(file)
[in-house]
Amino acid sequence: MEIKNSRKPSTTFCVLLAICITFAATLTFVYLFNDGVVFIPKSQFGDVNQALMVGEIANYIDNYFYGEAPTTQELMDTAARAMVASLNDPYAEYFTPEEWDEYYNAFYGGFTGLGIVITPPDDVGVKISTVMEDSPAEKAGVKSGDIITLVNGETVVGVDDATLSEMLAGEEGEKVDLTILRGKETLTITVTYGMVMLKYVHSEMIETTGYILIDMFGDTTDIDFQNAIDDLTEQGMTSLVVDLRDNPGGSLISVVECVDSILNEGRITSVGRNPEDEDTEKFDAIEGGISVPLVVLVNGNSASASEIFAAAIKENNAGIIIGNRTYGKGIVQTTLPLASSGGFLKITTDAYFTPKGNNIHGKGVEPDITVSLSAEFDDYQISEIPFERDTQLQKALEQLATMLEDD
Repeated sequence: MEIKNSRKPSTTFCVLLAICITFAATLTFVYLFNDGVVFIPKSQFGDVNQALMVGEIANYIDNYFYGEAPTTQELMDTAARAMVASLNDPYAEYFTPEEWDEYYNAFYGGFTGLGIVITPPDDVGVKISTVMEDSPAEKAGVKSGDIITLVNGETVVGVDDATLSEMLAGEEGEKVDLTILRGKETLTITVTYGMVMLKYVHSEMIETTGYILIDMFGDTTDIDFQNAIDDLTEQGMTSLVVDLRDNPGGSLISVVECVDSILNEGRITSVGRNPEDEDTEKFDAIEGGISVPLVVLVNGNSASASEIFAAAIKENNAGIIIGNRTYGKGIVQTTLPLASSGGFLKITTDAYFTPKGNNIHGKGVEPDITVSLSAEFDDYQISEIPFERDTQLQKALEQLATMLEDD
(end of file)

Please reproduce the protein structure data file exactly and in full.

[in-house]
Amino acid sequence: MEIKNSRKPSTTFCVLLAICITFAATLTFVYLFNDGVVFIPKSQFGDVNQALMVGEIANYIDNYFYGEAPTTQELMDTAARAMVASLNDPYAEYFTPEEWDEYYNAFYGGFTGLGIVITPPDDVGVKISTVMEDSPAEKAGVKSGDIITLVNGETVVGVDDATLSEMLAGEEGEKVDLTILRGKETLTITVTYGMVMLKYVHSEMIETTGYILIDMFGDTTDIDFQNAIDDLTEQGMTSLVVDLRDNPGGSLISVVECVDSILNEGRITSVGRNPEDEDTEKFDAIEGGISVPLVVLVNGNSASASEIFAAAIKENNAGIIIGNRTYGKGIVQTTLPLASSGGFLKITTDAYFTPKGNNIHGKGVEPDITVSLSAEFDDYQISEIPFERDTQLQKALEQLATMLEDD
Repeated sequence: MEIKNSRKPSTTFCVLLAICITFAATLTFVYLFNDGVVFIPKSQFGDVNQALMVGEIANYIDNYFYGEAPTTQELMDTAARAMVASLNDPYAEYFTPEEWDEYYNAFYGGFTGLGIVITPPDDVGVKISTVMEDSPAEKAGVKSGDIITLVNGETVVGVDDATLSEMLAGEEGEKVDLTILRGKETLTITVTYGMVMLKYVHSEMIETTGYILIDMFGDTTDIDFQNAIDDLTEQGMTSLVVDLRDNPGGSLISVVECVDSILNEGRITSVGRNPEDEDTEKFDAIEGGISVPLVVLVNGNSASASEIFAAAIKENNAGIIIGNRTYGKGIVQTTLPLASSGGFLKITTDAYFTPKGNNIHGKGVEPDITVSLSAEFDDYQISEIPFERDTQLQKALEQLATMLEDD